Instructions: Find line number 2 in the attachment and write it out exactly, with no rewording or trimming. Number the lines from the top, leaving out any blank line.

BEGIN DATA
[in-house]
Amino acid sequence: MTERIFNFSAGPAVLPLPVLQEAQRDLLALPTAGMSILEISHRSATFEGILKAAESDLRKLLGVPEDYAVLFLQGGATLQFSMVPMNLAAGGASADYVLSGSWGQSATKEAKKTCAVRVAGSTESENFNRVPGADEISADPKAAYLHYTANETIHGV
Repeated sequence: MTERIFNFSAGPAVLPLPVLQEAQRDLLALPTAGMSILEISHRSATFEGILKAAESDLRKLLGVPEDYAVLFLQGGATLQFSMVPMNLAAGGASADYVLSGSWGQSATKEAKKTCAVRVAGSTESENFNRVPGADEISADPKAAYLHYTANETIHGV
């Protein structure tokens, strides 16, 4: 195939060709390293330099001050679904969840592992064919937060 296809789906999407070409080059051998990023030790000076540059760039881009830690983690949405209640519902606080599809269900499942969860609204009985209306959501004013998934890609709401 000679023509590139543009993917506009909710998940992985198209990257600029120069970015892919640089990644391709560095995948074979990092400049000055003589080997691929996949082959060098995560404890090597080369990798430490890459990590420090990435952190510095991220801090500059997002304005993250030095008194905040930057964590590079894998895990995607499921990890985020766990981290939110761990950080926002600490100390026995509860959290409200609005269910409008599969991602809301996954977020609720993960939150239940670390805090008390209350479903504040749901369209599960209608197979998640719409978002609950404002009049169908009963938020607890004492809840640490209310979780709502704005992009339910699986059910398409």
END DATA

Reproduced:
Amino acid sequence: MTERIFNFSAGPAVLPLPVLQEAQRDLLALPTAGMSILEISHRSATFEGILKAAESDLRKLLGVPEDYAVLFLQGGATLQFSMVPMNLAAGGASADYVLSGSWGQSATKEAKKTCAVRVAGSTESENFNRVPGADEISADPKAAYLHYTANETIHGV